You really just need to pay attention to the image that you use on that first page and the headline, right? You want to catch people's attention very quickly. People have really short attention spans. You have to really draw them in with that first page and they shouldn't have to scroll to see it so that they want to opt in and get that free lead magnet immediately.
Step number five is to pitch it. Now that you have everything set up, you have your lead magnet, you have your email provider, you have your landing page, you have your confirmation email, you have all that thing set up. Now you actually have to get the word out there that you were giving this thing away. there are a lot of different places you can pitch your freebie. You can pitch it at the end of your Facebook Live videos, you can pitch it on a social media post, maybe on your podcast.
A really great place to put it is in your email signature. Every time people email you or your team, you can put it in your VA's email signature. Every time they get an email from you, they get offered this free thing. Get on the mountains and scream it to the world, right? Because you've created this amazing high value freebie. It gives people a quick win. It's going to be super valuable for all the people who fit into your ideal client, into your niche, so now you just need to get out there and across every platform, tell them about it.
I also recommend putting a pop-in on your website. I know a lot of people think pop-ins are a little controversial, right? Some people kind of feel annoyed by them, but all the stats tell you that people who have a pop-in on their website do way better with email marketing. Put it at the end of your blog posts, put it all over your website, get a pop up on your website and start pitching it.
Now that you know how to grow your email list as fast as possible, make sure to get my free insider's guide: 10 Must Know Tips for New Health Coaches. All my juicy tips are in there. You can just click the link below to grab that. Guys, and if you like this video, please do like this video, share it, comment, let me know what you learned and definitely subscribe to my channel so that you don't miss every video I post on Thursday.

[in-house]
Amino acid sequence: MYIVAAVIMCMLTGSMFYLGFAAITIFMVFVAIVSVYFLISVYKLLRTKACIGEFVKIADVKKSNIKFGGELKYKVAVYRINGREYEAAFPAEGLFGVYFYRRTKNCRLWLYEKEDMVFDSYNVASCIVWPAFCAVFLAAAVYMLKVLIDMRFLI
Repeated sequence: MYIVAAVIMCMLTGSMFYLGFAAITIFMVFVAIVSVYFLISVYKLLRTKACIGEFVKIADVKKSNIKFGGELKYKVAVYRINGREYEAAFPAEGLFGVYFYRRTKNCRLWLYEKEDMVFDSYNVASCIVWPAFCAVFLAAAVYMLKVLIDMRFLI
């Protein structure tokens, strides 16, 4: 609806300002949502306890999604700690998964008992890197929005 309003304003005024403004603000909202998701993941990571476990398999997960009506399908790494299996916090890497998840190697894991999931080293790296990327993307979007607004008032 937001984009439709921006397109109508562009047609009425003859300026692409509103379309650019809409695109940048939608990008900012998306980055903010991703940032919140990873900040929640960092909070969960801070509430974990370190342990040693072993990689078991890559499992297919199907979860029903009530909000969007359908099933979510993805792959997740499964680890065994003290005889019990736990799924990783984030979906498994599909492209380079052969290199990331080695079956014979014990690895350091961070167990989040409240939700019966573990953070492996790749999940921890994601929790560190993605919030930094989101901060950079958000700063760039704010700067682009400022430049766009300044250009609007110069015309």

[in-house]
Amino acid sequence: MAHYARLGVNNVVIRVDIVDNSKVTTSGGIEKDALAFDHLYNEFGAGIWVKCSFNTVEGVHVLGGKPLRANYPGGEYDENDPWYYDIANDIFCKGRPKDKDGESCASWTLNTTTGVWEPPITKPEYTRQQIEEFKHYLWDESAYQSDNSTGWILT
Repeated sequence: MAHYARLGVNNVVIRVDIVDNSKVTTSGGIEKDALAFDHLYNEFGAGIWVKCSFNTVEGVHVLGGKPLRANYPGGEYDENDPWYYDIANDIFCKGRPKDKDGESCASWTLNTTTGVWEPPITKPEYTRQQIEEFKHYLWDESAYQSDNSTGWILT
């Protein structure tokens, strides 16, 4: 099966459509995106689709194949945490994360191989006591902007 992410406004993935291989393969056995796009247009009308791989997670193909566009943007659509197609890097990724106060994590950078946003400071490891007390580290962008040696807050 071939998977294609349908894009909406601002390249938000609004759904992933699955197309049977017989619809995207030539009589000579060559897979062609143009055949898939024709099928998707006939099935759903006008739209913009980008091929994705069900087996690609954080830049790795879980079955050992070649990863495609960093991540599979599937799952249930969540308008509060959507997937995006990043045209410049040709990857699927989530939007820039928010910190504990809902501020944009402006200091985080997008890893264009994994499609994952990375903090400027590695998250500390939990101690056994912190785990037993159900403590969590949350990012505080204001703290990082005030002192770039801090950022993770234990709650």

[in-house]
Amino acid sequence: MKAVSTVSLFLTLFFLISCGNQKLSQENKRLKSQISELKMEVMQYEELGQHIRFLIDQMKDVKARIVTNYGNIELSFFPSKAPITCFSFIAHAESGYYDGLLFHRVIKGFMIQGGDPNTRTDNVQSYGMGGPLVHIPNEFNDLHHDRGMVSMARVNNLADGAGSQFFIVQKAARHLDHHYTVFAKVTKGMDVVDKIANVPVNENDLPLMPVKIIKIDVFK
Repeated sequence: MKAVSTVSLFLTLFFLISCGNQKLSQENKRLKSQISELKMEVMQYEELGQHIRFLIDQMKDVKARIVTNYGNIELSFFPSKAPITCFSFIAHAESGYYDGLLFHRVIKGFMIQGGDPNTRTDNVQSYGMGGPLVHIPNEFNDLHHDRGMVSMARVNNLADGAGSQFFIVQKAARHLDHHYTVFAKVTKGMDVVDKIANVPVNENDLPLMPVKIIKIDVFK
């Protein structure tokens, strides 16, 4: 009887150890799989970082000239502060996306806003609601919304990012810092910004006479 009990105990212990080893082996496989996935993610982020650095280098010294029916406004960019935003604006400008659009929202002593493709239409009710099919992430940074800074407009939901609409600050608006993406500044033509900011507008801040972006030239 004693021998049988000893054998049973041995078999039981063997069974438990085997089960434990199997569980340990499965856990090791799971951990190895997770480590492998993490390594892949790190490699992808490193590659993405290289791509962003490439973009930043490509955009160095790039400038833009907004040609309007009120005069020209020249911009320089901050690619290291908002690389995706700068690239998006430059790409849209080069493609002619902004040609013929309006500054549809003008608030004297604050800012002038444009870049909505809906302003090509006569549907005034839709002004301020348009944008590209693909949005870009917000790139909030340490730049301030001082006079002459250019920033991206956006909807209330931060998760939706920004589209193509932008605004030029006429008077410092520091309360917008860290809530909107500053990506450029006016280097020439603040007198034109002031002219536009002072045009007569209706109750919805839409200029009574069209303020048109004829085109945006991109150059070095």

3 Ways to Detect Mineral Deficiencies with Blood Testing

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As you’ve heard me say in the past, hair tissue mineral analysis is by far the best way to assess your client for mineral deficiencies. But you can still find plenty of hidden gems of information that you can get from your client's blood chemistry, which is great because it’s usually an easy test they can get from their medical doctor during a physical.

There are 3 particular markers that I use blood chemistry analysis for: low vitamin D, alkaline phosphatase and homocysteine.

What may come to a surprise to many is that low vitamin D levels are often linked to a magnesium deficiency. How you ask? Well, magnesium affects how the body is able to regulate calcium. Without magnesium, calcium has a really hard time staying in the bones, which can result in the buildup of calcium in the soft tissue. This in return lowers vitamin D raises calcium and the body does not want to be retaining more calcium when it doesn't have the minerals to keep it where it belongs.

Alkaline phosphatase levels are also a marker that can be found through blood tests. Alkaline phosphatase is the enzyme in the blood that helps break down proteins and when it’s low, it often means there is a zinc deficiency. When someone is low in zinc and low in low alkaline phosphatase, it typically means they are also struggling to produce sufficient stomach acid.